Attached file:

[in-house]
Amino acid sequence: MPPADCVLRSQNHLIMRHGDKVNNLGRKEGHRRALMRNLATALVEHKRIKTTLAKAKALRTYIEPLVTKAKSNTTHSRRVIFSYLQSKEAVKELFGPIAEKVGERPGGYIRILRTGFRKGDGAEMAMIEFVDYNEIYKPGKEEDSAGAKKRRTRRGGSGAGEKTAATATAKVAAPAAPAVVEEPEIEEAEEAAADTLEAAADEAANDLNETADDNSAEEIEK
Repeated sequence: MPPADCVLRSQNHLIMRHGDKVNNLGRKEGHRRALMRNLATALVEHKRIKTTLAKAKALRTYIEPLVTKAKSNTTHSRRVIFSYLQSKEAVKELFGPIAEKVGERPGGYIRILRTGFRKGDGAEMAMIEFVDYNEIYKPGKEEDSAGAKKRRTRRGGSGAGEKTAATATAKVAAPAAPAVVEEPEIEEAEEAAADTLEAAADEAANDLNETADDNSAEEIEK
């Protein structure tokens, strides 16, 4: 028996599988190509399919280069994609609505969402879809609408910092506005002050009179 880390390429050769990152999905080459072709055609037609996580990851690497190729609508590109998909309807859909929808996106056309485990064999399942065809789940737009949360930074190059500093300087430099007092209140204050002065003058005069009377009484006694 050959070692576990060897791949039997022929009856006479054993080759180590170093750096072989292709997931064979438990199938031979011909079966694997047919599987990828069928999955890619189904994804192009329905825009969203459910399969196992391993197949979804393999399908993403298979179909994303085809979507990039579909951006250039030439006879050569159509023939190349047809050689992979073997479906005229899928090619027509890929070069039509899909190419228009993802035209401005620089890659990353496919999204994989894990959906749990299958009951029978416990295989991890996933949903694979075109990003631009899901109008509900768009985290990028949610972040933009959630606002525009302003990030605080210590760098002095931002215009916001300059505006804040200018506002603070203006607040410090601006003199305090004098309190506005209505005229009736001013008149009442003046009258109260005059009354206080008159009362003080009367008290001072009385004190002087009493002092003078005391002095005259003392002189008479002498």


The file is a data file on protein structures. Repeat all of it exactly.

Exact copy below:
[in-house]
Amino acid sequence: MPPADCVLRSQNHLIMRHGDKVNNLGRKEGHRRALMRNLATALVEHKRIKTTLAKAKALRTYIEPLVTKAKSNTTHSRRVIFSYLQSKEAVKELFGPIAEKVGERPGGYIRILRTGFRKGDGAEMAMIEFVDYNEIYKPGKEEDSAGAKKRRTRRGGSGAGEKTAATATAKVAAPAAPAVVEEPEIEEAEEAAADTLEAAADEAANDLNETADDNSAEEIEK
Repeated sequence: MPPADCVLRSQNHLIMRHGDKVNNLGRKEGHRRALMRNLATALVEHKRIKTTLAKAKALRTYIEPLVTKAKSNTTHSRRVIFSYLQSKEAVKELFGPIAEKVGERPGGYIRILRTGFRKGDGAEMAMIEFVDYNEIYKPGKEEDSAGAKKRRTRRGGSGAGEKTAATATAKVAAPAAPAVVEEPEIEEAEEAAADTLEAAADEAANDLNETADDNSAEEIEK
């Protein structure tokens, strides 16, 4: 028996599988190509399919280069994609609505969402879809609408910092506005002050009179 880390390429050769990152999905080459072709055609037609996580990851690497190729609508590109998909309807859909929808996106056309485990064999399942065809789940737009949360930074190059500093300087430099007092209140204050002065003058005069009377009484006694 050959070692576990060897791949039997022929009856006479054993080759180590170093750096072989292709997931064979438990199938031979011909079966694997047919599987990828069928999955890619189904994804192009329905825009969203459910399969196992391993197949979804393999399908993403298979179909994303085809979507990039579909951006250039030439006879050569159509023939190349047809050689992979073997479906005229899928090619027509890929070069039509899909190419228009993802035209401005620089890659990353496919999204994989894990959906749990299958009951029978416990295989991890996933949903694979075109990003631009899901109008509900768009985290990028949610972040933009959630606002525009302003990030605080210590760098002095931002215009916001300059505006804040200018506002603070203006607040410090601006003199305090004098309190506005209505005229009736001013008149009442003046009258109260005059009354206080008159009362003080009367008290001072009385004190002087009493002092003078005391002095005259003392002189008479002498």